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The Graphical Keyboard User Interface — Followup

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Original post here.

It seems that there’s a lot of active discussion going on about this right now. There’s a new blog by Clay Barnes that seems to be focused solely on this issue, and he’s posted two articles about the mouse’s decline. He also references a couple of great posts by Jeff Atwood (I’m a huge fan of his blog). The first one talks about going commando and weaning yourself off the mouse. I think that’s a great idea and increases productivity by leaps and bounds. As I said in my previous post, I only use the mouse when I absolutely have to. His second post about how Vista makes it easier to find things via the keyboard is good, but I wouldn’t be a true Mac zealot without saying that Microsoft ripped it off from OS X’s Spotlight feature, which was then copied and made better by Quicksilver.

I really like this new trend of research in the keyboard navigation arena. Perhaps the resurgence is due to the old school DOS/UNIX junkies getting nostalgic for the days when all you had was a keyboard. I remember using the a DOS word processor called Textra back in the late 80’s, and it was controlled entirely using the Function keys. F1-F10-F7 saved a document. Each time you pressed a function key it changed the menu options along the bottom of the screen. Pico/nano in UNIX are similar, only they change the menu options along the bottom when using Control-key combinations.

I remember in college I was a total emacs guy, and got very adept at using all the various tools using Control-key combinations. I’m now lazy and use TextMate, but at least it integrates well into the shell and has bundles. I’m really hoping to get deep into vi, but I just haven’t had the time to learn more than the basic shortcuts. Any great tutorials that people can link me to?

Written by Curtis Chambers

July 9, 2007 at 11:57 am

Posted in HCI, Technology, Usability

The Graphical Keyboard User Interface

with one comment

I just happened to stumble upon Alex Faaborg‘s latest blog entry, The Graphical Keyboard User Interface. I think he makes a lot of great points about the tradeoffs between using a command-line vs. using a GUI. However, I don’t think that command-line vs. GUI is necessarily the real debate as much as it is keyboard vs. mouse.

I think that GUIs are great, as they have made it possible for the masses to enjoy and utilize these great tools called computers that were once only used by those adventurous enough to learn all the various text commands. I grew up using DOS for many years so I guess I was one of those nerds, but nowadays my eyes appreciate a well-designed GUI since I spend a good majority of my day staring at it and manipulating it as I work. So in my mind it isn’t the GUI that slows me down as much as it is the mouse. I use the keyboard almost exclusively for navigating between windows, launching applications and using shortcuts. I really only use the mouse when I’m feeling lazy or it’s a faster means to accomplish something.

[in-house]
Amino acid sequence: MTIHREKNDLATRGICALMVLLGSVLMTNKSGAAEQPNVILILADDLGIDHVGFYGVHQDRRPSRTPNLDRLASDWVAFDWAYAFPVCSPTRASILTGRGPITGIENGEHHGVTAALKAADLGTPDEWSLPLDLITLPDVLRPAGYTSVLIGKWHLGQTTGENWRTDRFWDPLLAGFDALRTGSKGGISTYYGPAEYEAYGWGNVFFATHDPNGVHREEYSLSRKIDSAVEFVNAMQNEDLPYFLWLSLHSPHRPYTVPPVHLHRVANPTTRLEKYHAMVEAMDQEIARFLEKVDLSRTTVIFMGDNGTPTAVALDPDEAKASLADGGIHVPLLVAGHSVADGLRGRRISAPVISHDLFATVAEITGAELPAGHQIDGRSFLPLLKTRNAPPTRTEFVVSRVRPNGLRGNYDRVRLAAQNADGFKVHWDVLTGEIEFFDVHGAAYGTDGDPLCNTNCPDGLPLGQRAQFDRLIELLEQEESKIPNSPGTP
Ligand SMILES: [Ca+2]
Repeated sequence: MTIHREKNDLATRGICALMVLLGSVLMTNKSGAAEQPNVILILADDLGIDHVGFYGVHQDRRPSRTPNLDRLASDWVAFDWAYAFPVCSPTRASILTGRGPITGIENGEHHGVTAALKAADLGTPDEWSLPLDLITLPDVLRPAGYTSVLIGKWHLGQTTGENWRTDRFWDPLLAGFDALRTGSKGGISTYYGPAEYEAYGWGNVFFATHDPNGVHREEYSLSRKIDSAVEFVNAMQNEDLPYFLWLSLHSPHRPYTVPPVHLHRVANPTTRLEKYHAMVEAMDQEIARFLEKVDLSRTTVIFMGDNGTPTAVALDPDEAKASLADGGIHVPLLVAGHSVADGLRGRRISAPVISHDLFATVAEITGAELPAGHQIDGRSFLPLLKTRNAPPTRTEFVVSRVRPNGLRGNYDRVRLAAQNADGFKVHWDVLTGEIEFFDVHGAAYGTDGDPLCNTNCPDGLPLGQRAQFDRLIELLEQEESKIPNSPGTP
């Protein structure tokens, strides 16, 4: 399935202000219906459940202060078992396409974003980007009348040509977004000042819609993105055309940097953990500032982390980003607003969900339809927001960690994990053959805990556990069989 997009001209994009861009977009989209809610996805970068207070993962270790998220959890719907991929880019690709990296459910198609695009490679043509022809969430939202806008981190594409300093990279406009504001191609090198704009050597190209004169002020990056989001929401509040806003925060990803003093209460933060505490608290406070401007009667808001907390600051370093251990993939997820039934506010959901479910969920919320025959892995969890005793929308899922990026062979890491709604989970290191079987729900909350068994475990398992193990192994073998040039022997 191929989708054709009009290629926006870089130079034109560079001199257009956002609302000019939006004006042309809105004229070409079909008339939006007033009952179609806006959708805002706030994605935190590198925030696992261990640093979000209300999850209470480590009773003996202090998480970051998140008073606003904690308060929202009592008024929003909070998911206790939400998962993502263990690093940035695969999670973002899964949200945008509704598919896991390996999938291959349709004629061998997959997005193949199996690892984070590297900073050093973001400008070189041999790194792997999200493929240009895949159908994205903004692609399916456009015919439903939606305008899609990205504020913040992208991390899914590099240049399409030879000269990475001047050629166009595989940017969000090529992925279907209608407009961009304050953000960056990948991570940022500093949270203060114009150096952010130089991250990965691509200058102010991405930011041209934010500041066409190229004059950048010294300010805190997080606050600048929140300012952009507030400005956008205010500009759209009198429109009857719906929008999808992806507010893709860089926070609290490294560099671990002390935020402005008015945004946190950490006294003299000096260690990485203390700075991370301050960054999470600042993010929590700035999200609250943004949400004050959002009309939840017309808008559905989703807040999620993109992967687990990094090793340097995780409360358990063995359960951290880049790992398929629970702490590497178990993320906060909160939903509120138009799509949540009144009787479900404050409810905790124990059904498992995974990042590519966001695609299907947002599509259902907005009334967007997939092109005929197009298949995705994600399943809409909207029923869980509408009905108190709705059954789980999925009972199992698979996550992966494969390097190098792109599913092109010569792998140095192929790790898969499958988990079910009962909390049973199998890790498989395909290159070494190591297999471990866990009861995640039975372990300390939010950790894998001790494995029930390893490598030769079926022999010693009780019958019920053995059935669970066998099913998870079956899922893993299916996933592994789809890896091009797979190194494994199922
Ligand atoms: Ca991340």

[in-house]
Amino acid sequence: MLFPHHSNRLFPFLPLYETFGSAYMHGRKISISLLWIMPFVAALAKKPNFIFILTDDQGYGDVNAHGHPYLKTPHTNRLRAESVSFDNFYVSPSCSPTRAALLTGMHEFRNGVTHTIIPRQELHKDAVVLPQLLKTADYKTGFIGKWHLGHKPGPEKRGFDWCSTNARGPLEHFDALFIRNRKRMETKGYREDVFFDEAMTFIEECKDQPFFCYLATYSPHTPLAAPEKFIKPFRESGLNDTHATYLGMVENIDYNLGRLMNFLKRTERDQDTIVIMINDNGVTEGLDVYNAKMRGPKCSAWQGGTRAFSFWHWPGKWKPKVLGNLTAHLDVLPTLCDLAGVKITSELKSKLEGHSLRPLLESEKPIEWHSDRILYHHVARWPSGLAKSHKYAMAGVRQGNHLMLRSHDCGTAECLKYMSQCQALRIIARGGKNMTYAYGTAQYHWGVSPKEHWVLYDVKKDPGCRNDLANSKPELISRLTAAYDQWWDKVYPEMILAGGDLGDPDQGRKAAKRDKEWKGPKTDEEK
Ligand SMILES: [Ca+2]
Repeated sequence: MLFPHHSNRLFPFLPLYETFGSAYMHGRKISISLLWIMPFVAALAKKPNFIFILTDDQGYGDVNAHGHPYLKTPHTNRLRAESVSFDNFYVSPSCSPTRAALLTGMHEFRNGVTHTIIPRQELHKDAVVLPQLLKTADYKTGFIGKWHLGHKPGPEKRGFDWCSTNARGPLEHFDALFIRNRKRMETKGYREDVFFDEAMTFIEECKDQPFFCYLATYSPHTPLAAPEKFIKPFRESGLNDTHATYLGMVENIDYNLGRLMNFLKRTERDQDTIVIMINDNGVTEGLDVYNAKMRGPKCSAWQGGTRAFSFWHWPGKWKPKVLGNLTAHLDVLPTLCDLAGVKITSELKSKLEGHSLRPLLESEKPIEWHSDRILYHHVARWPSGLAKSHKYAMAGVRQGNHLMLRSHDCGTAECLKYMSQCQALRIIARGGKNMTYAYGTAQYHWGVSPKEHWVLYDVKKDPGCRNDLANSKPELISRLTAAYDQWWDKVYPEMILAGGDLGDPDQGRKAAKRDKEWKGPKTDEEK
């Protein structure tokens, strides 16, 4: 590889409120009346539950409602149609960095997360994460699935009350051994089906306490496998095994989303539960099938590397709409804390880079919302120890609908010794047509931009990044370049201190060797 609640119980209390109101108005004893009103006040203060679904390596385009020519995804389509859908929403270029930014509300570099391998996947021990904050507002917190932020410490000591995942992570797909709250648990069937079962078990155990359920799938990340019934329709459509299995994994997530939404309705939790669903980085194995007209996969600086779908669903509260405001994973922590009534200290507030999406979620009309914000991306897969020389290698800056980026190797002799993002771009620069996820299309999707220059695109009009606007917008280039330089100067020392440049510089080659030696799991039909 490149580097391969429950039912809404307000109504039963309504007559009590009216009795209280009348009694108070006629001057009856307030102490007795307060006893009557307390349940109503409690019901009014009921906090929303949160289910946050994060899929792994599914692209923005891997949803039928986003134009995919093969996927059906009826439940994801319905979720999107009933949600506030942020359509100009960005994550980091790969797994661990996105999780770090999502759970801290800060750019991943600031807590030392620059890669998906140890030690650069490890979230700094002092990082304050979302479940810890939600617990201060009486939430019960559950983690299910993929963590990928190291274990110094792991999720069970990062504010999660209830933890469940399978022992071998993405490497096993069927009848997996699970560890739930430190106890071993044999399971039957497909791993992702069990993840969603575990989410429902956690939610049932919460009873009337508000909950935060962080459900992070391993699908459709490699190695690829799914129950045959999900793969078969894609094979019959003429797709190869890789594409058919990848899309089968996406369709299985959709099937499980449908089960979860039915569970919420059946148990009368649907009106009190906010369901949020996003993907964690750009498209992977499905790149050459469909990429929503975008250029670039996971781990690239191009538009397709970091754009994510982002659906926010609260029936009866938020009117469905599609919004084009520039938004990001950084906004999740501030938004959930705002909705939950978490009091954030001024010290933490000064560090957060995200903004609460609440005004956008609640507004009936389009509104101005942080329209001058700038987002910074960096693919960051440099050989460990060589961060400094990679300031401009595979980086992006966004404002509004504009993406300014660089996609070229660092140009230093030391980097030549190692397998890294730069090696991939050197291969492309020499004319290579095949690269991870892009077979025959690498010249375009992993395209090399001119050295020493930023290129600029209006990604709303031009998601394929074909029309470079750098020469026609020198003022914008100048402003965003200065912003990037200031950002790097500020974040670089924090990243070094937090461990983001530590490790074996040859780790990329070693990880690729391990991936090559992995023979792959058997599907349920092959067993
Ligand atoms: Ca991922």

Needless to say, I’m really excited to see Alex’s idea take place for navigating with the keyboard through Firefox. However, what I’d really like to see is a more unified framework built directly into the OS for accomplishing this very idea. For example, someone could use the new Core Animation framework in OS X to build a framework that provides an interface similar to Quicksilver that application developers could directly tie into for application navigation. It would significantly reduce the burden on application developers while giving a consistent UI feel across the various applications that utilize it.

If you’ve never used Quicksilver (or if you use Windows there are clones such as Enso), I highly recommend trying it as it will change your computing life forever.*

*Note: Side effects may include making you crazy when trying to use your friend’s computer and they don’t have it installed.

Written by Curtis Chambers

July 7, 2007 at 4:02 pm


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